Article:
Written by Shanice Stewart-Jones
With Circle announcing just a few days ago that it had raised $4 million in a seed round of funding, it seems like online communities are enjoying a very positive outlook.
It’s not hard to see why the concept of virtual communities works. We’re social creatures by nature. We enjoy being part of a tribe and being surrounded (even if virtually) by people similar to us. What’s more, communities can drive our learning, success, and growth, by providing a space to connect with others with something to teach.
If you’re the owner of a community or a person in charge of your community’s well-being or growth, how your members are onboarded is a really crucial factor to consider. You might not have paid too much attention up until now on how your onboarding process works, but here’s a little analogy to help you see why it matters.
Imagine you have just joined a gym. You’ve never used a gym before but, inspired by your dedication to lead a healthier life, that’s all about to change. You’ve read enough about this gym to know it’s the right one for you, so you’ve signed up and paid. Life is good! But, after taking your money, nothing happens. You stand at the front desk smiling sheepishly at the receptionist hoping he’ll take the lead, but he seems otherwise occupied. You know this is where you need to be if you’re going to get fit and healthy but you’ve zero idea how to use a single bit of equipment. You don’t want to put yourself out there and look stupid. Everyone else here seems to be total pros. You start to feel overwhelmed and a little lost. Suddenly, feeling like you’re in the complete wrong place, you cut and run.
If you’ve ever joined a gym for real, you’ll know that most often, the welcome experience is the entire opposite to this. Someone friendly and knowledgeable signs you up, takes your details, and offers you a brief tour of the gym layout and equipment so you have your bearings from the get-go. And if you need a little extra help to get you on your way, you can easily enlist the help of one of the gym’s personal trainers.
Gyms may not be the first thing you think of when we talk about ‘community’, but just like online communities, gyms require a certain etiquette, and people can get so much more out of them once their members know how things work.
From encouraging engagement to helping members to connect, to improving the longevity of your community and even increasing sales, paying attention to onboarding your members is something you can’t ignore.
What is ‘onboarding’ and why’s it important?
Onboarding of your members is the process by which new people join your community. It can (and should) be both experiential — how a person feels about joining your community — and practical — is the person being onboarded in an appropriate and helpful way?
For most new members, this will be the first time they are interacting with you, your company and its people. They are coming at you with fresh eyes, primed and ready to absorb everything your community has to offer. Of course then, you want to make sure that they get off to a great start. Without sufficient onboarding, your members may not interact with your community in the way you’d like and may fail to become engaged users in the long term. They might not adhere to your community’s culture. They might miss out on all the value and positive experience that your community provides.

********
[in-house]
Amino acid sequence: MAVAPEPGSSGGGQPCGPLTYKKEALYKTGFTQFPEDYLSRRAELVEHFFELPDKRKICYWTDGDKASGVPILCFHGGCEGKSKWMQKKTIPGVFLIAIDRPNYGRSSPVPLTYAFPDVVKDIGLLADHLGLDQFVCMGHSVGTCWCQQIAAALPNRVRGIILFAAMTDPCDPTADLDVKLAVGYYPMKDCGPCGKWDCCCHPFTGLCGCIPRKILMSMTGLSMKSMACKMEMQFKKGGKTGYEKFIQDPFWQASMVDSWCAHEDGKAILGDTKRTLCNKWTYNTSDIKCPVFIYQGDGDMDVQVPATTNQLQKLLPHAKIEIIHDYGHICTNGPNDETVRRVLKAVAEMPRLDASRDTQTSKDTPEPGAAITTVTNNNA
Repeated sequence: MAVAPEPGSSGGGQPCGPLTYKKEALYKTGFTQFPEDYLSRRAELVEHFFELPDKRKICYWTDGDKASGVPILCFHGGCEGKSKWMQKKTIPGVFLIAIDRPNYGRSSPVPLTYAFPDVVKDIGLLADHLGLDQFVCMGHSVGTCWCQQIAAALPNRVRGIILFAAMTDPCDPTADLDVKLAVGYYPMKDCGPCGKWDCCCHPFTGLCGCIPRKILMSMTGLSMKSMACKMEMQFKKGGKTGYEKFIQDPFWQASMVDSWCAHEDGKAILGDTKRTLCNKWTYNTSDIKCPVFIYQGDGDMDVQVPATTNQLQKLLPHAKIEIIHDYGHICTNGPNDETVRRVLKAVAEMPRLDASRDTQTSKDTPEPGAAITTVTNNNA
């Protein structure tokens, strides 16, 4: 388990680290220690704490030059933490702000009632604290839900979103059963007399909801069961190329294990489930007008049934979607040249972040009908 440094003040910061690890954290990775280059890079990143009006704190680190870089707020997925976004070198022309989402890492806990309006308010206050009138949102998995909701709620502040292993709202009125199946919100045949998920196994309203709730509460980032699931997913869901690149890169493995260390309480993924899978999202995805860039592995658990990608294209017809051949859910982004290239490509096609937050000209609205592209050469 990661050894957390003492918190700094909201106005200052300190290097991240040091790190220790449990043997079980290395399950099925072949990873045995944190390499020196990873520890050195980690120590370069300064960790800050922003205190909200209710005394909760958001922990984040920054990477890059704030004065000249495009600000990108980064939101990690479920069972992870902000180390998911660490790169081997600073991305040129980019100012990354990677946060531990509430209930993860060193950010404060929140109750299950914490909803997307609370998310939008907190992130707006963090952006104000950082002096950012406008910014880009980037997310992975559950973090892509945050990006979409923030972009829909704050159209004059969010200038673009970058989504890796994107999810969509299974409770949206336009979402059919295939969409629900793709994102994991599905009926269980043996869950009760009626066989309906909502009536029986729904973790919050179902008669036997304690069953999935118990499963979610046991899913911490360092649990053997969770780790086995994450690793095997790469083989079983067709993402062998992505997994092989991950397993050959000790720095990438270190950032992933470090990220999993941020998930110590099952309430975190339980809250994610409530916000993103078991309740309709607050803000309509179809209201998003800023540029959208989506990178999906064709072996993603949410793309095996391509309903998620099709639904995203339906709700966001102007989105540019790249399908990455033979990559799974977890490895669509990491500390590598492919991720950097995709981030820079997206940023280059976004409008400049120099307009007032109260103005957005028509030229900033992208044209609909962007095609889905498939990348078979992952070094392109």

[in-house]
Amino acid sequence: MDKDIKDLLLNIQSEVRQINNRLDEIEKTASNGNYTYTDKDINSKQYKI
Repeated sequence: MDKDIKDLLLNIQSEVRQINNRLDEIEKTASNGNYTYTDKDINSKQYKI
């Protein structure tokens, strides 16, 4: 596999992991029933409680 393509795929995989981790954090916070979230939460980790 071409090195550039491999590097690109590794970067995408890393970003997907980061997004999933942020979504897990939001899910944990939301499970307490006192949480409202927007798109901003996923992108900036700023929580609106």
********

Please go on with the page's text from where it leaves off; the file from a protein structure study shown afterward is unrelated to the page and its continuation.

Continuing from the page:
Tribe does a good job of summarizing the key benefits of onboarding your community members;
- It helps to set the right expectations for new members and the community owner
- It helps ensure that new members are aware of the community culture and its guidelines
- It equips new members with the tools and information needed to get the most out of your community
- It encourages members to discover peers with a shared passion so networks can be formed and reciprocal value can be added
The logistics of onboarding community members
So there are two angles to approach how you onboard members to your community. The first is to look at how new members are brought in, logistically and practically. (The second is experiential — more on that later).
Make signing up easy
This is a bit of a no-brainer, but important nevertheless. A clear sign-up process is going to set the tone for the entire experience, so if it’s clunky or unclear, you may have people regretting their choice to join your community before they’ve even started.
Make signing up to your community a simple and obvious process to follow. Be clear to people about what they need to do to become a member. This could look something like;
- Send an email inviting them to join the community with the clear call-to-action within the email, e.g. a button that says ‘JOIN NOW’.
- The link from the email will take people straight to the sign-up page for the community platform. If you can pre-populate any fields based on their user data to save them time manually entering it themselves, even better.
- After signing up, members are brought straight into the community on a ‘welcome’ or ‘new member’ page or space.
- Once signed up, people will receive another email with clear instructions on anything they need to do next.
This is how GitHub welcomes new members by email:
At the top of the email there’s an intro video, followed by a CTA to update your profile, followed by helpful links for if people come unstuck.
Confirm when your members do what you want them to
As well as making your sign-up process clear, you should also make it clear when new members have done what you intended. You could, for example, consider sending them emails at the following stages;
- When a new member finishes their sign-up
- When they introduce themselves to the community
- When they make their first community contribution
- When they join their first channel or space